With tears trickling down her face, Genesis Vasquez waved a small U.S. flag in farewell to her husband of one week, Sgt. Herick Vasquez, who stood with his company waiting to deploy at Stewart Air National Guard Base in Newburgh on Sunday.
The couple wed Aug. 10 at Yonkers City Courthouse knowing that they would part just nine days later. The husband boarded an aircraft at about 11 a.m. with more than 450 New York Army National Guard Soldiers of the 101st Expeditionary Signal Battalion, based in Yonkers, Orangeburg and Peekskill.
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"I'm just really sad," his wife said. "I'm trying to be supportive. We have to be supportive of him."
The battalion members had time to mingle and say farewell over pastries and coffee in the morning before the deployment ceremony. Dads held their toddlers while children ran around the hangar playing.
"It's my first deployment and my first baby," Johnson said. "I'll probably miss the birth."
The battalion will play a crucial role in Afghanistan, establishing and maintaining communications networks that allow generals to command troops. Its work also enables active-duty service members like Johnson, who intends to chat with Lifite by video, to stay in touch with loved ones at home.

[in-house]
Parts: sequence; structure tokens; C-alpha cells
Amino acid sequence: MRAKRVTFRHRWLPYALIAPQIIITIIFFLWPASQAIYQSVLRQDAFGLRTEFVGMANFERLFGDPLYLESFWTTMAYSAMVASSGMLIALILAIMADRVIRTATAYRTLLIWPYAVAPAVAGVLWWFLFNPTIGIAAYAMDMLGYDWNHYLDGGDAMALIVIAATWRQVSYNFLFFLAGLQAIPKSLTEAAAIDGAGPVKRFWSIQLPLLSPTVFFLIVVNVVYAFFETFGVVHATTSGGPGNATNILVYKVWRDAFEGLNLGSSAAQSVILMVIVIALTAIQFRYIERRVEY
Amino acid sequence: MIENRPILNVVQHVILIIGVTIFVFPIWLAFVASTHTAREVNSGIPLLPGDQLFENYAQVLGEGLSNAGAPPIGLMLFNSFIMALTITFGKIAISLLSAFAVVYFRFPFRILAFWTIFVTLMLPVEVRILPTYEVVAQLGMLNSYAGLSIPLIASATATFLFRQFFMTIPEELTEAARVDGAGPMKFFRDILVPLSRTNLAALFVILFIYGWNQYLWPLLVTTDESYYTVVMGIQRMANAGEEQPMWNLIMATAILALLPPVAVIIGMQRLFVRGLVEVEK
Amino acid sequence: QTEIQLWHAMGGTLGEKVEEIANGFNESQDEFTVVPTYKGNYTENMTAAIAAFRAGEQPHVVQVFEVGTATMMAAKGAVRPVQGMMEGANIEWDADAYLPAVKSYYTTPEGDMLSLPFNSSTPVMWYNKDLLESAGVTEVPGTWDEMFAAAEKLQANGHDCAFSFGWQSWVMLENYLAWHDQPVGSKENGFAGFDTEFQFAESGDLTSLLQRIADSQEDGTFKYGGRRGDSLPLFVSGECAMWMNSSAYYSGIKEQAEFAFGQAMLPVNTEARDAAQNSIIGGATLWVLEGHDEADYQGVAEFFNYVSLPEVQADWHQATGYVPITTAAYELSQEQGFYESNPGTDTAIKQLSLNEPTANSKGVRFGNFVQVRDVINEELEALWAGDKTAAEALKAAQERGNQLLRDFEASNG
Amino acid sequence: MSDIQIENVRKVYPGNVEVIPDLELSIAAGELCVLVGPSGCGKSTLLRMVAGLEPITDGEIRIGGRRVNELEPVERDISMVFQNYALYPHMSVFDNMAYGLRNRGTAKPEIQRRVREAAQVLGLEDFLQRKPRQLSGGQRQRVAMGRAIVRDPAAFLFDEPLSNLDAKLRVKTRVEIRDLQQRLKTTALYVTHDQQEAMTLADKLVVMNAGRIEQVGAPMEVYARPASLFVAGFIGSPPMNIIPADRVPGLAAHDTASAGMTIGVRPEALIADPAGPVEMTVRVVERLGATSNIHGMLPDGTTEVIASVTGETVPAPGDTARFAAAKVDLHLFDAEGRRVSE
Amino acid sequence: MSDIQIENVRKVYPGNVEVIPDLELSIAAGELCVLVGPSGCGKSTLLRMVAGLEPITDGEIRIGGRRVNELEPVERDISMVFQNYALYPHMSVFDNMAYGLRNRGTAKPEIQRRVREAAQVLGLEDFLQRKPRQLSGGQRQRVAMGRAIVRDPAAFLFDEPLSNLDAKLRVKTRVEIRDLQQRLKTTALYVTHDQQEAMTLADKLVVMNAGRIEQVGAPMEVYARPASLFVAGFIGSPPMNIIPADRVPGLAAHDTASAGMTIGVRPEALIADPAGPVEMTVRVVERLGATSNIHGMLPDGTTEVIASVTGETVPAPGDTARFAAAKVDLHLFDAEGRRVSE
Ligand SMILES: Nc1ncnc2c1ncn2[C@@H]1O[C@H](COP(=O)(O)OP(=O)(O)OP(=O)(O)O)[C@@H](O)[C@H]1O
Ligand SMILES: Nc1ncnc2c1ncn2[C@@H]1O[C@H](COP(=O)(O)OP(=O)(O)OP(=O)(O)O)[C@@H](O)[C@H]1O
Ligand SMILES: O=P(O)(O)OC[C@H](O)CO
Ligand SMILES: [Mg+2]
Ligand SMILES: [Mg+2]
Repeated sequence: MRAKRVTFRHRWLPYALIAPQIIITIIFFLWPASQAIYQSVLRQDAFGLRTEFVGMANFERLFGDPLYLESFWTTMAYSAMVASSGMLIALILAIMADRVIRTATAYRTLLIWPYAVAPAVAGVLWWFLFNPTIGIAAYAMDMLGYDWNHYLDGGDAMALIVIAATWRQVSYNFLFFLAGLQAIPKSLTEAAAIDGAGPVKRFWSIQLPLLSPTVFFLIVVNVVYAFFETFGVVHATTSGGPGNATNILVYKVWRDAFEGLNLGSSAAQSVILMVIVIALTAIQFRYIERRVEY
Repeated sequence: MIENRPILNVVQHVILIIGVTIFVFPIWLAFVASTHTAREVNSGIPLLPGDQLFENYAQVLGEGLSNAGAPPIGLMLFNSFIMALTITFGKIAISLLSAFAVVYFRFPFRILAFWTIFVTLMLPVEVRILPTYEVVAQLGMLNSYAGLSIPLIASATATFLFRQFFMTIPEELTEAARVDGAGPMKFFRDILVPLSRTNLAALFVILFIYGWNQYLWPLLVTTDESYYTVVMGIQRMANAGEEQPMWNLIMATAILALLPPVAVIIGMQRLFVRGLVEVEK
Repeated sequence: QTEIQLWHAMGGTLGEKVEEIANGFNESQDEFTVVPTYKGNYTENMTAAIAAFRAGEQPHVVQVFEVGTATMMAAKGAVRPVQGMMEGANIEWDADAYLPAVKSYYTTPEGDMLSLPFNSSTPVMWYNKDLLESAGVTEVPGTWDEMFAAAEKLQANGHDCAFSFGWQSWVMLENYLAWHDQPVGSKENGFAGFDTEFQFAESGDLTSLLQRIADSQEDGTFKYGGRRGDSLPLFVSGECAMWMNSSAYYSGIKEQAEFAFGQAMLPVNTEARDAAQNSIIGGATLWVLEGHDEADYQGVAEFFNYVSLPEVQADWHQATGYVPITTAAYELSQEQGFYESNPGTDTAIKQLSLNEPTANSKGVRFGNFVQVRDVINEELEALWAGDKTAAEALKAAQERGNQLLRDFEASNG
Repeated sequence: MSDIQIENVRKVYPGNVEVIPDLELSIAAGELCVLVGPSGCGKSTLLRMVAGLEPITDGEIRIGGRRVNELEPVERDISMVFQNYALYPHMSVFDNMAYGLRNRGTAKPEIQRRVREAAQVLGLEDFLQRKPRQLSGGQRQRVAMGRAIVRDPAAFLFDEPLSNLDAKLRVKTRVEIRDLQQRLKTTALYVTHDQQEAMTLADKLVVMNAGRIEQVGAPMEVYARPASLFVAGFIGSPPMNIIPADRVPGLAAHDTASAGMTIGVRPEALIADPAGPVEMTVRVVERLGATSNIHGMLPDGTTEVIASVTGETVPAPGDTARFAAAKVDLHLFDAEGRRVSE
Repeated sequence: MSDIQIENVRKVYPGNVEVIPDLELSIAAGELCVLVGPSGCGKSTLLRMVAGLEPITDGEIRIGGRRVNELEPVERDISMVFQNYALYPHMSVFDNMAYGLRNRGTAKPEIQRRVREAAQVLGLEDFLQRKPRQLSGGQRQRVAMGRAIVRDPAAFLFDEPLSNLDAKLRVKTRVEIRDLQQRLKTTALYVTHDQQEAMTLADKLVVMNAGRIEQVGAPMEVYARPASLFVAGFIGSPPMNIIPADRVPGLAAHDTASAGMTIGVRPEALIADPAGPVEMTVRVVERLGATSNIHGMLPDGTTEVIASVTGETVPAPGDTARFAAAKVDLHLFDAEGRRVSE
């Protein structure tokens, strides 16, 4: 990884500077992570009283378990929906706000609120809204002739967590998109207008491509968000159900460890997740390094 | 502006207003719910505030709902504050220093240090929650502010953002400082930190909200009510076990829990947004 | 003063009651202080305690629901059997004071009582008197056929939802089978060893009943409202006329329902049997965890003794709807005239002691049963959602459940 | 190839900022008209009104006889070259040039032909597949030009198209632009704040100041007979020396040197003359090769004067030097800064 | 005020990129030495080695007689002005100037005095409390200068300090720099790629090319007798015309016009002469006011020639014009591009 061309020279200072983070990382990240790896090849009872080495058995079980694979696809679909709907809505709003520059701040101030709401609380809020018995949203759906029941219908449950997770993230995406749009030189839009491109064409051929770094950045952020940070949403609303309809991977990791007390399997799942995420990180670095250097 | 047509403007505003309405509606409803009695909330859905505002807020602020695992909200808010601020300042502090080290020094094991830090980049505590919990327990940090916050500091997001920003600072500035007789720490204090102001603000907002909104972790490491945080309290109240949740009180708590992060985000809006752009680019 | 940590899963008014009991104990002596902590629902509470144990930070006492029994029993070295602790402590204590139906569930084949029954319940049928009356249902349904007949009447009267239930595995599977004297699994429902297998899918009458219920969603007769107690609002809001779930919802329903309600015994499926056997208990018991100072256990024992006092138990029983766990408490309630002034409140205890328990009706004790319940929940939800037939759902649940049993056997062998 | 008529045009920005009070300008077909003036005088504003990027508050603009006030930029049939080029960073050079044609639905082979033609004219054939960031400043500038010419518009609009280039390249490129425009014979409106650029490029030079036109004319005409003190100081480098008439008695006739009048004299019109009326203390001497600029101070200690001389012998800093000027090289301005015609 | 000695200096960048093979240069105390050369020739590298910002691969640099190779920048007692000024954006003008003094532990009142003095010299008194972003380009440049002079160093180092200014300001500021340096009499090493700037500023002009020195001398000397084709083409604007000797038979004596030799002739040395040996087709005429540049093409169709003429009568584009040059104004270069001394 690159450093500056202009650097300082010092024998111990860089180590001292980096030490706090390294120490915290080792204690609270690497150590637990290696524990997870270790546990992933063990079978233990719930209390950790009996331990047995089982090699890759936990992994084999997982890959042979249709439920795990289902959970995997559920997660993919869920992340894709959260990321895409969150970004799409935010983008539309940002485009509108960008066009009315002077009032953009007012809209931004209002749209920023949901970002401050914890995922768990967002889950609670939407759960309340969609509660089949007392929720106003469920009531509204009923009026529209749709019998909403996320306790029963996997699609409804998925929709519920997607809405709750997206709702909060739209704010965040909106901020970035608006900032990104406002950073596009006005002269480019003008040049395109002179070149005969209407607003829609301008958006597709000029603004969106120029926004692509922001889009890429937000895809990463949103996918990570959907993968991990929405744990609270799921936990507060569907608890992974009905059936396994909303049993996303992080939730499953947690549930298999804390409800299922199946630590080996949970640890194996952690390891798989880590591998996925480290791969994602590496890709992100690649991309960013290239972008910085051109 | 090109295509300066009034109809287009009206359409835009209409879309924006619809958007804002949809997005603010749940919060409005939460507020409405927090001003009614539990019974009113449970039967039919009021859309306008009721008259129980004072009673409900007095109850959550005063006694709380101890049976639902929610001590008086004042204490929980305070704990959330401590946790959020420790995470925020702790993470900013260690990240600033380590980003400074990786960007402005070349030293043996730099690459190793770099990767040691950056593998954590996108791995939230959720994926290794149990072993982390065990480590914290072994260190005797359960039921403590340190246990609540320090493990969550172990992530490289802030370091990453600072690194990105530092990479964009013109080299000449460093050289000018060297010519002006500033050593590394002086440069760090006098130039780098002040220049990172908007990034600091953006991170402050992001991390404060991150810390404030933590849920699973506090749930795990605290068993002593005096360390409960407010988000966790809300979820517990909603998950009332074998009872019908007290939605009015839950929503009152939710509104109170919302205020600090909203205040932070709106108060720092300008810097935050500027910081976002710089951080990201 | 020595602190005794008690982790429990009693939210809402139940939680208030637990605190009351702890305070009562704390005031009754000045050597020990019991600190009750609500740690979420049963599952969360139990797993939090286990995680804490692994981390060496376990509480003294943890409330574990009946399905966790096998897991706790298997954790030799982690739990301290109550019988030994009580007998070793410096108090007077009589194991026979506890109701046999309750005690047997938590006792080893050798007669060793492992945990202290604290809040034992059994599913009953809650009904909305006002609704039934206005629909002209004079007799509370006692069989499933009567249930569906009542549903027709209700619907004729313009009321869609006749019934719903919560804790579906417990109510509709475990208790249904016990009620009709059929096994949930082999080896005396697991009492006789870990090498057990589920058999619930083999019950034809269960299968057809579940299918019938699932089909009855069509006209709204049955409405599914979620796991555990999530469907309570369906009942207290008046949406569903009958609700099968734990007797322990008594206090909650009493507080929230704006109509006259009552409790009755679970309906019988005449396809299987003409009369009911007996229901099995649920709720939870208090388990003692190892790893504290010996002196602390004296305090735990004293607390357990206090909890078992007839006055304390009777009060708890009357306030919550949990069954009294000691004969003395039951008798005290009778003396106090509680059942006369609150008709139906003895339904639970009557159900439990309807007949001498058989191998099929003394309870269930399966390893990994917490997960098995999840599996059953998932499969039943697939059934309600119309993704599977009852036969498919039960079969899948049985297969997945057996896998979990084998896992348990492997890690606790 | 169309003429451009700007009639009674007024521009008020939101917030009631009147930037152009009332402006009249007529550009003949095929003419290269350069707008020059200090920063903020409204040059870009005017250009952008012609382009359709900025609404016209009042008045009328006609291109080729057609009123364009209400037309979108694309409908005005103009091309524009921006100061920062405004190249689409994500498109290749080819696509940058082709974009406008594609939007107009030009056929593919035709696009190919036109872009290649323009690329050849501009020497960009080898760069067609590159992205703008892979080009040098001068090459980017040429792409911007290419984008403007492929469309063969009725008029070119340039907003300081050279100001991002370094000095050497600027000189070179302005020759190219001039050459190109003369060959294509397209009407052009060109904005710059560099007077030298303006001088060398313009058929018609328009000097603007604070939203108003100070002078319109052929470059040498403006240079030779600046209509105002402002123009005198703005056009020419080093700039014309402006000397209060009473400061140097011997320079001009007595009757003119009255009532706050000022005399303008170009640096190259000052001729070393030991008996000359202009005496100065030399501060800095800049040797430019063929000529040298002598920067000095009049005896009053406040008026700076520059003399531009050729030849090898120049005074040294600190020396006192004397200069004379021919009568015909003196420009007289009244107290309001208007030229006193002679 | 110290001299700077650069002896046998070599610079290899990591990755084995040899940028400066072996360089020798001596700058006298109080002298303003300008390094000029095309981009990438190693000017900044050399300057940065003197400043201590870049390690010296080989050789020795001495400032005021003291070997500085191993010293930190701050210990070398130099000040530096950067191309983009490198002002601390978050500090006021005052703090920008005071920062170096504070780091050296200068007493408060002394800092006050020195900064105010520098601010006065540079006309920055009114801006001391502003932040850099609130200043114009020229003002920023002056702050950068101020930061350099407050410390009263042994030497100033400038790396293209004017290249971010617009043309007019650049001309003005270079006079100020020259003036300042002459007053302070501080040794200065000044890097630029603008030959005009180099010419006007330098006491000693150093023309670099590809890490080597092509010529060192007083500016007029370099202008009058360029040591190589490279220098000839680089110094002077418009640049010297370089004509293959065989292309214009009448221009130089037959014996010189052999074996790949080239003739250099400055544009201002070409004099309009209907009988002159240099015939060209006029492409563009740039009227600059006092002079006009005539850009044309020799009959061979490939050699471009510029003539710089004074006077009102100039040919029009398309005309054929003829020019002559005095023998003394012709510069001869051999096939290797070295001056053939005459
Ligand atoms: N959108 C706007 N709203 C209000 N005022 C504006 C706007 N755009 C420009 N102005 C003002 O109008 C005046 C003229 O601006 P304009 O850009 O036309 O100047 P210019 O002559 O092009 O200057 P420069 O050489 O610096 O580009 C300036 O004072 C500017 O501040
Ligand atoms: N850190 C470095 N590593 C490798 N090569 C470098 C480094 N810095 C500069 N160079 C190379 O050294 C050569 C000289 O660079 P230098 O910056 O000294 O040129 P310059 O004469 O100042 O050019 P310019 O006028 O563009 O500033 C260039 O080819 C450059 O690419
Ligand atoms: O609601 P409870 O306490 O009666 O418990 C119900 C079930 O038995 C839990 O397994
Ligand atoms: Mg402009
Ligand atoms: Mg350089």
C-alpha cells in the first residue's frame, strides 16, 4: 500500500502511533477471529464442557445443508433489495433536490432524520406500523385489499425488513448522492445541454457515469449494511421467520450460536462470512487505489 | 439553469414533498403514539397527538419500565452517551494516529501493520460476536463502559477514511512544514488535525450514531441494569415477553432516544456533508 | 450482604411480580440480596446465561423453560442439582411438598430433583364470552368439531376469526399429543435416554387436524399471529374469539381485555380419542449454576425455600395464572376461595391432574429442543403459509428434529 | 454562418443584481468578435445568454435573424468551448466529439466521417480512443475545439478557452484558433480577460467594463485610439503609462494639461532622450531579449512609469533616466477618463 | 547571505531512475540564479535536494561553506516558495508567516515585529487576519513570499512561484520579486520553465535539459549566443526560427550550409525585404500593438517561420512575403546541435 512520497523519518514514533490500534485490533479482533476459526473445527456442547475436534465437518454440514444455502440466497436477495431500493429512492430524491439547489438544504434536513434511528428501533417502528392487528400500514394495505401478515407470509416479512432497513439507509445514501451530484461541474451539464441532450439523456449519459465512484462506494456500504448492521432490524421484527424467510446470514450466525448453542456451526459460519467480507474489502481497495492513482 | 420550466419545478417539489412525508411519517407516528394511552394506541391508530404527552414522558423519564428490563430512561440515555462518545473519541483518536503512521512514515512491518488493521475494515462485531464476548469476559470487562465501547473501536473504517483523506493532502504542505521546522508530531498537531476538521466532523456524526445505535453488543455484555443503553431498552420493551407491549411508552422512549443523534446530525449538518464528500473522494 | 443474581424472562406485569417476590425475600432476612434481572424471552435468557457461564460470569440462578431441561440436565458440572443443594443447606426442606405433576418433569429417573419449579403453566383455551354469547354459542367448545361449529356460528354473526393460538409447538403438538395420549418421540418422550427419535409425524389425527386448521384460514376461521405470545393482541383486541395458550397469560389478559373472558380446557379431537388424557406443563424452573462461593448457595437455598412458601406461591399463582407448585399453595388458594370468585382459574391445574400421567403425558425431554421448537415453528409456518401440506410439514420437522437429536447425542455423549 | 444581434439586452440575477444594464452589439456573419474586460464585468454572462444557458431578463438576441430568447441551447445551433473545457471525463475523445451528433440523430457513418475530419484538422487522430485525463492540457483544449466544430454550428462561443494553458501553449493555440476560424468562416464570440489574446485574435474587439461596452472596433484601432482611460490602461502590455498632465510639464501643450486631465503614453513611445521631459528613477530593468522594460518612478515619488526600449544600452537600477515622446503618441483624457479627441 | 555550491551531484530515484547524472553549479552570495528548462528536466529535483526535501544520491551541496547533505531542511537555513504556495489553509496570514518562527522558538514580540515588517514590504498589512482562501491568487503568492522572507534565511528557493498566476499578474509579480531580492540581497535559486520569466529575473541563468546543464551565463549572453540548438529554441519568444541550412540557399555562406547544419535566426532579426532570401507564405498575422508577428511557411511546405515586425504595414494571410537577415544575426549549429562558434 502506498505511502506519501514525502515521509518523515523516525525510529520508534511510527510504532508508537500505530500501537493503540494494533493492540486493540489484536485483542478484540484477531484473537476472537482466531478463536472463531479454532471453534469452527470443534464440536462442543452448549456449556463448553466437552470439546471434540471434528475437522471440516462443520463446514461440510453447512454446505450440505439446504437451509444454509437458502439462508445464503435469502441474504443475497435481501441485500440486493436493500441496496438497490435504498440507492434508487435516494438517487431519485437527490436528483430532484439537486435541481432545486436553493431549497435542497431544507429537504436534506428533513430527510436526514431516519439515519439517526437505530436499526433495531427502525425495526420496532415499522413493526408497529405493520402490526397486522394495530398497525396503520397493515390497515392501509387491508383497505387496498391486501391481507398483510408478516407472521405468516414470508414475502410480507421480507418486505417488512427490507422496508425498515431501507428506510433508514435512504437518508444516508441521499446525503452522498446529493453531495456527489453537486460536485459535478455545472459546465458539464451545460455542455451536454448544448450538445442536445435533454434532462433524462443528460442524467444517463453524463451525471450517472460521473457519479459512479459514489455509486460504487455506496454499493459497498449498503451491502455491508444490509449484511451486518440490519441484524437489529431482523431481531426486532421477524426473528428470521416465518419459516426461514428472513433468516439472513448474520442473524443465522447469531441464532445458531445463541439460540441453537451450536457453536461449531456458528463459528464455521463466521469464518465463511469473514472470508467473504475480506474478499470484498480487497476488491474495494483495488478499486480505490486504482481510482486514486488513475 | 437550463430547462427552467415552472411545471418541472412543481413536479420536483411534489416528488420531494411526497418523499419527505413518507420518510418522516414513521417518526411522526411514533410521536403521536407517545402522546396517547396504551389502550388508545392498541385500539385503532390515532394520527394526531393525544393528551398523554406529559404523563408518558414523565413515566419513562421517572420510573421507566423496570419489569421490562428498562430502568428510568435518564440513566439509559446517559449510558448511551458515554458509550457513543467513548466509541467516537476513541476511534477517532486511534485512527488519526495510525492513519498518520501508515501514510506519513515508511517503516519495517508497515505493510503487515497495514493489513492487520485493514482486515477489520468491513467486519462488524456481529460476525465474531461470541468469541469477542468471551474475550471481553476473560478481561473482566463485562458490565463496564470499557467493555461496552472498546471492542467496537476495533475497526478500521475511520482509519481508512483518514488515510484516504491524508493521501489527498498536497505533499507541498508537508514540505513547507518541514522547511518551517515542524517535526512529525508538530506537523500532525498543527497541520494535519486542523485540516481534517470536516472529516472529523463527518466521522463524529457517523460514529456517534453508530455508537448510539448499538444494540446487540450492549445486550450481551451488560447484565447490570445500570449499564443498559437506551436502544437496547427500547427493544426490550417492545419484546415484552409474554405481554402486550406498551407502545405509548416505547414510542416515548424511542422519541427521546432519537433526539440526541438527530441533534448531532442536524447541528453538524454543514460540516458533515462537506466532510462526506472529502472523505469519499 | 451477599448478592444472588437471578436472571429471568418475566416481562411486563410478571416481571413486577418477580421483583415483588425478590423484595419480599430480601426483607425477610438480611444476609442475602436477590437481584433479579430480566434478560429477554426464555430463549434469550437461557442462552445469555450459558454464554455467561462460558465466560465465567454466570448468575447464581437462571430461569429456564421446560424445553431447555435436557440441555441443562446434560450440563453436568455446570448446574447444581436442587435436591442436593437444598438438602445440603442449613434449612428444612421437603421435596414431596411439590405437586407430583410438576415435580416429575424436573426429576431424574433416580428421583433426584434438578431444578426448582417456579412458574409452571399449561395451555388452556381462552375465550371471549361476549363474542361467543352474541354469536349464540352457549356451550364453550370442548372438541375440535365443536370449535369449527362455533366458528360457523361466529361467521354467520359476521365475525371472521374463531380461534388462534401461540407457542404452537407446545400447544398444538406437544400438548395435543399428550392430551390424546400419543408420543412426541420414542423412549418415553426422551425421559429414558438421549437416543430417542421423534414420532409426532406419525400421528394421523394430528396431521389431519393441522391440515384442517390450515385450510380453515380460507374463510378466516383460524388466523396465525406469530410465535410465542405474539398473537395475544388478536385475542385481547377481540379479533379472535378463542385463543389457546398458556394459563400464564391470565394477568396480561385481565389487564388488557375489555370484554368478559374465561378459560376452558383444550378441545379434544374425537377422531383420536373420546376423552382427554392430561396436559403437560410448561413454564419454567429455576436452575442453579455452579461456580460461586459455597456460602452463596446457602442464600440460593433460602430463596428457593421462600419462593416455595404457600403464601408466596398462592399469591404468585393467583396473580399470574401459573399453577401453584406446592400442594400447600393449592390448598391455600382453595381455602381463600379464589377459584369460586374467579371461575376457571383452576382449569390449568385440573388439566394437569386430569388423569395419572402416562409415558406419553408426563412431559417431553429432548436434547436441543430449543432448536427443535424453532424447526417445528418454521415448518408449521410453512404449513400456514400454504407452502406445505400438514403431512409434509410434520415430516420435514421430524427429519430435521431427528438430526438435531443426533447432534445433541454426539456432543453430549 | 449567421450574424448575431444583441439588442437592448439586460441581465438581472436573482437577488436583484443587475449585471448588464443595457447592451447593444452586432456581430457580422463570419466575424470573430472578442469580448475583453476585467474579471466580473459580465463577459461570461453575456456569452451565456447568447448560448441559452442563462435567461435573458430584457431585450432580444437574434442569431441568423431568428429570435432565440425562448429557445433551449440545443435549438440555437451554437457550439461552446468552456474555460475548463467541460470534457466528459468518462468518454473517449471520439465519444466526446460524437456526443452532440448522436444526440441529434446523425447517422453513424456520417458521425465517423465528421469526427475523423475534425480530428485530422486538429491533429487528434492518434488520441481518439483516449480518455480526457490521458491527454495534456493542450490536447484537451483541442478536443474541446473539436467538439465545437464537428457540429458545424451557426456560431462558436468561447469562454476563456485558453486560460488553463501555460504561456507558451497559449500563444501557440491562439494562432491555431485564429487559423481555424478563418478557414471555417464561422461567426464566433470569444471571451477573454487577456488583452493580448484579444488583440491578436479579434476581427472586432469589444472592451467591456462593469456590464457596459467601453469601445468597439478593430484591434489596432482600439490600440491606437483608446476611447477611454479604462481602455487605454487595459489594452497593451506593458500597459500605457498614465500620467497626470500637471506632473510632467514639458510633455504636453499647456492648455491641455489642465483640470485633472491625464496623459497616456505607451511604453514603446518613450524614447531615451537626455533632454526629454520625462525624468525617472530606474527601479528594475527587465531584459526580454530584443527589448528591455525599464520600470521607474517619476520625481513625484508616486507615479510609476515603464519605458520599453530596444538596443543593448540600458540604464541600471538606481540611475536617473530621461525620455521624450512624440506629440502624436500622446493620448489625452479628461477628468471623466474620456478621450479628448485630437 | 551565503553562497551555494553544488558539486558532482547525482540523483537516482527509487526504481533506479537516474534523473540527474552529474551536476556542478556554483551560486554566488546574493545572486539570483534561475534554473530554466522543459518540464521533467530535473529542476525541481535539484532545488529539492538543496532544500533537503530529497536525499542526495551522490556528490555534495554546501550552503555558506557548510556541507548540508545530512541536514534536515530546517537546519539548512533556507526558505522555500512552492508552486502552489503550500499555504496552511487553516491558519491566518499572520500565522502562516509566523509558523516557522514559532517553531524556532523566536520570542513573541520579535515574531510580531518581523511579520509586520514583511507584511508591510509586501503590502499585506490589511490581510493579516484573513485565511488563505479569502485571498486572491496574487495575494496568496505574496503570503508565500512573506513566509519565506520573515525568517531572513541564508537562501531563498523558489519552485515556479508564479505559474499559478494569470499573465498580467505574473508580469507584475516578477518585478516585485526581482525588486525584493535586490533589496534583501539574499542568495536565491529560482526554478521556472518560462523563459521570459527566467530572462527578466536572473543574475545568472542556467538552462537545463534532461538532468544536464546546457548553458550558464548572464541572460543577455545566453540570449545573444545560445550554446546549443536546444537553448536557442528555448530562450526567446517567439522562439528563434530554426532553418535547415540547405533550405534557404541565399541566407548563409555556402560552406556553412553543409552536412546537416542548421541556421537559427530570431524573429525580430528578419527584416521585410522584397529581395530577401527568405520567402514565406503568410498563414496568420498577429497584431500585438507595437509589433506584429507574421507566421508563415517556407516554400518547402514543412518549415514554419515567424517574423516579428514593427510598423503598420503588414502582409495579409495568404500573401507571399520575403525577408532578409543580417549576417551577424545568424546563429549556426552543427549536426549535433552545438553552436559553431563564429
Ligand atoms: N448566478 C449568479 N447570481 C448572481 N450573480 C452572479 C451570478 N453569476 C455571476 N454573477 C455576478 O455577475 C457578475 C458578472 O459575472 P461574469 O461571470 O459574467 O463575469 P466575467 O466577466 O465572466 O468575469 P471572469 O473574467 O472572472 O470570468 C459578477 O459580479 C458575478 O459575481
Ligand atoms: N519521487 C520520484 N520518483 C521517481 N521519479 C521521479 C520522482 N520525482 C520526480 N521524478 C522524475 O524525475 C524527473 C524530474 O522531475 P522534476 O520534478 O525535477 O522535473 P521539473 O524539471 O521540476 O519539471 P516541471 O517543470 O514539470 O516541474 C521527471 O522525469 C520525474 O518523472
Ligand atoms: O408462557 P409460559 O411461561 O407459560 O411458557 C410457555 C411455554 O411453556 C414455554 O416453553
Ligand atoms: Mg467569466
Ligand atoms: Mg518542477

Once the battalion was called to formation, the commanders underlined the importance of their training and mission during a ceremony with speeches and patriotic songs.
"The Army that we have in Afghanistan does not communicate, unless you soldiers are there for support," said Brig. Gen. Michael Swezey, commander of the 53rd Troop Command in Valhalla, from the podium.
Elena Butler, of Tappan watched the ceremony with her two daughters, her son-in-law and her 1-year-old grandson, Jaxson Mullens. They all came to see off Butler's husband, Sgt. Darrell Butler, who has served in the National Guard for about 19 years but is deploying for the first time at 51 years old.
"It's a very emotional day," Butler said through sobs.
After the ceremony, the soldiers marched through the hangar with the company as their family members lined the room with tissues in hand. They shouted supportive words of "We love you, Daddy!" and "You go, girl!" -- though their eyes were red.
"Our mission back here is to pray for them," Rodriguez said.